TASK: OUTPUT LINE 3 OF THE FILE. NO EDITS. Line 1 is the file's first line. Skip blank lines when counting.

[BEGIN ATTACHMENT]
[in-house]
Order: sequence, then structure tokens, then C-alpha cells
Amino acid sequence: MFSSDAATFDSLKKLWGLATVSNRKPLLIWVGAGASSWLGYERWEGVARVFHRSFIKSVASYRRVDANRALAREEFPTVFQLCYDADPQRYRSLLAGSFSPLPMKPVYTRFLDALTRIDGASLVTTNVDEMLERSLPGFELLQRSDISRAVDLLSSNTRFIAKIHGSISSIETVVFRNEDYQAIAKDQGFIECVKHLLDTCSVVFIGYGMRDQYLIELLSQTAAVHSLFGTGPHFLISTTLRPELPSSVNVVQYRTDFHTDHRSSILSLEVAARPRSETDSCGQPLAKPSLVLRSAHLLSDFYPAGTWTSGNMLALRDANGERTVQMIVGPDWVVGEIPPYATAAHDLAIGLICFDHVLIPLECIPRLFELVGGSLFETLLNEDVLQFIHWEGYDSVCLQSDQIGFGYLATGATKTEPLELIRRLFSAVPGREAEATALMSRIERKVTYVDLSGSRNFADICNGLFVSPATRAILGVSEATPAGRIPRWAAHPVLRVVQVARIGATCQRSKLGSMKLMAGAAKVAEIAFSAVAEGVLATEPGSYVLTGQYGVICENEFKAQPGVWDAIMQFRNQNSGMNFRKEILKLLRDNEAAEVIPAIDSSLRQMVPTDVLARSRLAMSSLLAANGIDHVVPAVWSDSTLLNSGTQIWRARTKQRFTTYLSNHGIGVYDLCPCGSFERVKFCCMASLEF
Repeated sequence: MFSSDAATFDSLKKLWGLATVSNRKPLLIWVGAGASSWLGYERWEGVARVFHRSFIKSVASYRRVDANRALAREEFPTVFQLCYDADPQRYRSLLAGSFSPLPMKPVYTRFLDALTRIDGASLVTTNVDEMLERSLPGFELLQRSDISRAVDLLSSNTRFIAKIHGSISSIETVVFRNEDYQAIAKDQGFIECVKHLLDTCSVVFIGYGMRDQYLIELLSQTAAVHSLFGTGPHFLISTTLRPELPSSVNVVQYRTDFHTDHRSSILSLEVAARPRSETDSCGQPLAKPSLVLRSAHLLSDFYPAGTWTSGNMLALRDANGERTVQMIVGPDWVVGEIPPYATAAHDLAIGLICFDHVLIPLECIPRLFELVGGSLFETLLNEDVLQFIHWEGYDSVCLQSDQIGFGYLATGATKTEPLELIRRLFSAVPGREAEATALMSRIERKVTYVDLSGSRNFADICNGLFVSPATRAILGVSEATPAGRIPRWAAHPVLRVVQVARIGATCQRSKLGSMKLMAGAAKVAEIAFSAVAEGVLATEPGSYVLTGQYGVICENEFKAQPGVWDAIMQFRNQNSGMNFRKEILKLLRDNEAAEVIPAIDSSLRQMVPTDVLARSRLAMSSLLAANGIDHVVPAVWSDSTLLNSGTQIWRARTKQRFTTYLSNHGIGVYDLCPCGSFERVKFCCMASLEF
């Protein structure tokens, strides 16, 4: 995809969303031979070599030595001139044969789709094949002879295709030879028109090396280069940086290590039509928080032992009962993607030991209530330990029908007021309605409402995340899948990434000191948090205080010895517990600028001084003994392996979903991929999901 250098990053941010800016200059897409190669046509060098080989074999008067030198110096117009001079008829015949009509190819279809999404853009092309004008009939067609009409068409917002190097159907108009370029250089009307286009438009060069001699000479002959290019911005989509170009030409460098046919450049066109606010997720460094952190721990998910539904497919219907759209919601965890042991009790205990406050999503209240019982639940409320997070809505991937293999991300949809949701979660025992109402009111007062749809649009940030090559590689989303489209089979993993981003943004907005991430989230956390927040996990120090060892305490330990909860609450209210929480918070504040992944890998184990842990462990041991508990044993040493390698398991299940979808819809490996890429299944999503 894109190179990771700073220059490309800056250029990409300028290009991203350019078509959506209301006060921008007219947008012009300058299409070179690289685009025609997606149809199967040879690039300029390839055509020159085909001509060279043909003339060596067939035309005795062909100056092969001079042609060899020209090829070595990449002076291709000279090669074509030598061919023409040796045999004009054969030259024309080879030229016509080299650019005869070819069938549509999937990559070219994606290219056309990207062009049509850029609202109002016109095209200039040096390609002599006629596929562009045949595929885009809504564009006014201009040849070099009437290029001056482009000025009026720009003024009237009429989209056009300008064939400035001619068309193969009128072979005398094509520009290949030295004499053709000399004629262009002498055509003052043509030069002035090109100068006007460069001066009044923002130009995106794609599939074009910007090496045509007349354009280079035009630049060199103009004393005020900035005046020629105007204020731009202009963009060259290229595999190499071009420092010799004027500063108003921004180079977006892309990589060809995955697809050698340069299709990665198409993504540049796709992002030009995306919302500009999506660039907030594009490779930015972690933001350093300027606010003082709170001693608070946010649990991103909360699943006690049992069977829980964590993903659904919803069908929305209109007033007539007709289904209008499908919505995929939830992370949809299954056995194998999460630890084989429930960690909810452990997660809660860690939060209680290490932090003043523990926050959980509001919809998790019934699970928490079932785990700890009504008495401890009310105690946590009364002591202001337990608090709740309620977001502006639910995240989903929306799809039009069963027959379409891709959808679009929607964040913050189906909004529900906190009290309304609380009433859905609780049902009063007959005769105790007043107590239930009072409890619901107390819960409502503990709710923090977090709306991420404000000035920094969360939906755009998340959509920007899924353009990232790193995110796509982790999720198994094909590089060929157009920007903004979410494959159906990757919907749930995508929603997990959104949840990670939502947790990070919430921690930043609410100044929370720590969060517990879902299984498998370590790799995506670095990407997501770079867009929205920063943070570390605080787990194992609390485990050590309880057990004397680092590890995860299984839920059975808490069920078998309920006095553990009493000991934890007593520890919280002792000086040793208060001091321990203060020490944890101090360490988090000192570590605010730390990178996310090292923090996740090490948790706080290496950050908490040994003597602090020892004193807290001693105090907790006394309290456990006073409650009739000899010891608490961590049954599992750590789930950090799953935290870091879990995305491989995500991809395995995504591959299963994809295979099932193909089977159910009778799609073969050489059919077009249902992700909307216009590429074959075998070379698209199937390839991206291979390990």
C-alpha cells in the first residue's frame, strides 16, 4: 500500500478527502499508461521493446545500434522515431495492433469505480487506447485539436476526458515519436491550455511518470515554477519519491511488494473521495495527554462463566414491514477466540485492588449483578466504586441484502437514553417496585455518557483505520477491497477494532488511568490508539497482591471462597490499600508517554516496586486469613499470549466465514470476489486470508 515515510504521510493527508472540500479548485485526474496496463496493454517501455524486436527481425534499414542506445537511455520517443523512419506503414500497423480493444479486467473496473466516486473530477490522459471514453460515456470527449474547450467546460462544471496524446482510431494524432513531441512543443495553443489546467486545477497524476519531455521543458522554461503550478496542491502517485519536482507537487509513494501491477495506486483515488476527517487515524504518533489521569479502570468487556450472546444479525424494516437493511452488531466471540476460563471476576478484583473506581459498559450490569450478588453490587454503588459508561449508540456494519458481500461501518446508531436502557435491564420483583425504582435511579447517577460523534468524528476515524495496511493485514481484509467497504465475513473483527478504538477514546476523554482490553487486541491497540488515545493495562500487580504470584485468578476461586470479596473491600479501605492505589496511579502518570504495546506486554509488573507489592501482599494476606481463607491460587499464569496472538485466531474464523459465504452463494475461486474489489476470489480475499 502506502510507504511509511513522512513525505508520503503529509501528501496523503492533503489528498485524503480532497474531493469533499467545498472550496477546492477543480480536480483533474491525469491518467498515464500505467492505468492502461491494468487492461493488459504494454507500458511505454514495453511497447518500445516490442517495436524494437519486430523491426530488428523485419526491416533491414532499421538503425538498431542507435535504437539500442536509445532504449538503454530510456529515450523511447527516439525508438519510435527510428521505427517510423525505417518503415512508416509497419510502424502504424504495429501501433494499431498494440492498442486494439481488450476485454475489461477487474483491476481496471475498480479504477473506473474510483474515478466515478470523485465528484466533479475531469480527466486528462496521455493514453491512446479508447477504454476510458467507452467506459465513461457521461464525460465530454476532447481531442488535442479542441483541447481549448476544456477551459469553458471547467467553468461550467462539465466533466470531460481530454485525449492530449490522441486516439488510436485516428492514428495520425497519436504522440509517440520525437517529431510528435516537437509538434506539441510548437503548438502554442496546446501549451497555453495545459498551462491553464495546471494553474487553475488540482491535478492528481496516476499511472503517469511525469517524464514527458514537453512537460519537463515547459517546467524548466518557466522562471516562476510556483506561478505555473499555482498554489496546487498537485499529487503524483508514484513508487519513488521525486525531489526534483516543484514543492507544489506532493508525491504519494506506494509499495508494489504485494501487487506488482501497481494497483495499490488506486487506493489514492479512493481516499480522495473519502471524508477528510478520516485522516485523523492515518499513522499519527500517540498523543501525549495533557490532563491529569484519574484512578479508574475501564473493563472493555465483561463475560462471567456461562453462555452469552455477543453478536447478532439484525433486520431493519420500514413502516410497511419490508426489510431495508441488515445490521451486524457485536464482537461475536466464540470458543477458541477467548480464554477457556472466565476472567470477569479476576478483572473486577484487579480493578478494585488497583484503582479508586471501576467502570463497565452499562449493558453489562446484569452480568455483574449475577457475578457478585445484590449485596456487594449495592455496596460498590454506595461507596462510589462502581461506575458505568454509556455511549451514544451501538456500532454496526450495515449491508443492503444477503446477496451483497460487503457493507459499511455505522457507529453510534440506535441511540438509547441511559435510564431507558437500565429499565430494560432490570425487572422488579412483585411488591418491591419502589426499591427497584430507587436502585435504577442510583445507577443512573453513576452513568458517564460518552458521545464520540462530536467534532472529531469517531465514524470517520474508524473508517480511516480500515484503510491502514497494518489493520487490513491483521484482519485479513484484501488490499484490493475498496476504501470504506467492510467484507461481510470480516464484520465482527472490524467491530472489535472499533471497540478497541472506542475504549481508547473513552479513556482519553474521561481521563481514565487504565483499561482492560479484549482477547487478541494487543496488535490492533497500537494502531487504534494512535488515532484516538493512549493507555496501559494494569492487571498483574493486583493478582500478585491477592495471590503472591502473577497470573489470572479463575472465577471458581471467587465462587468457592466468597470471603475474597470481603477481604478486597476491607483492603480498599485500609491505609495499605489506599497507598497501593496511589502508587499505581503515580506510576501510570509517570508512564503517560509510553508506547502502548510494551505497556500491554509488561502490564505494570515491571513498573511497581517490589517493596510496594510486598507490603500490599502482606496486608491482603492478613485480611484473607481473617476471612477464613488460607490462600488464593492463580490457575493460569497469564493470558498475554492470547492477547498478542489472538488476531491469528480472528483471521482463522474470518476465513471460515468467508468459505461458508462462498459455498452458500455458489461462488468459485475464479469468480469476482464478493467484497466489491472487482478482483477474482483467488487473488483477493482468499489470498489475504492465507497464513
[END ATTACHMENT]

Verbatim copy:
Amino acid sequence: MFSSDAATFDSLKKLWGLATVSNRKPLLIWVGAGASSWLGYERWEGVARVFHRSFIKSVASYRRVDANRALAREEFPTVFQLCYDADPQRYRSLLAGSFSPLPMKPVYTRFLDALTRIDGASLVTTNVDEMLERSLPGFELLQRSDISRAVDLLSSNTRFIAKIHGSISSIETVVFRNEDYQAIAKDQGFIECVKHLLDTCSVVFIGYGMRDQYLIELLSQTAAVHSLFGTGPHFLISTTLRPELPSSVNVVQYRTDFHTDHRSSILSLEVAARPRSETDSCGQPLAKPSLVLRSAHLLSDFYPAGTWTSGNMLALRDANGERTVQMIVGPDWVVGEIPPYATAAHDLAIGLICFDHVLIPLECIPRLFELVGGSLFETLLNEDVLQFIHWEGYDSVCLQSDQIGFGYLATGATKTEPLELIRRLFSAVPGREAEATALMSRIERKVTYVDLSGSRNFADICNGLFVSPATRAILGVSEATPAGRIPRWAAHPVLRVVQVARIGATCQRSKLGSMKLMAGAAKVAEIAFSAVAEGVLATEPGSYVLTGQYGVICENEFKAQPGVWDAIMQFRNQNSGMNFRKEILKLLRDNEAAEVIPAIDSSLRQMVPTDVLARSRLAMSSLLAANGIDHVVPAVWSDSTLLNSGTQIWRARTKQRFTTYLSNHGIGVYDLCPCGSFERVKFCCMASLEF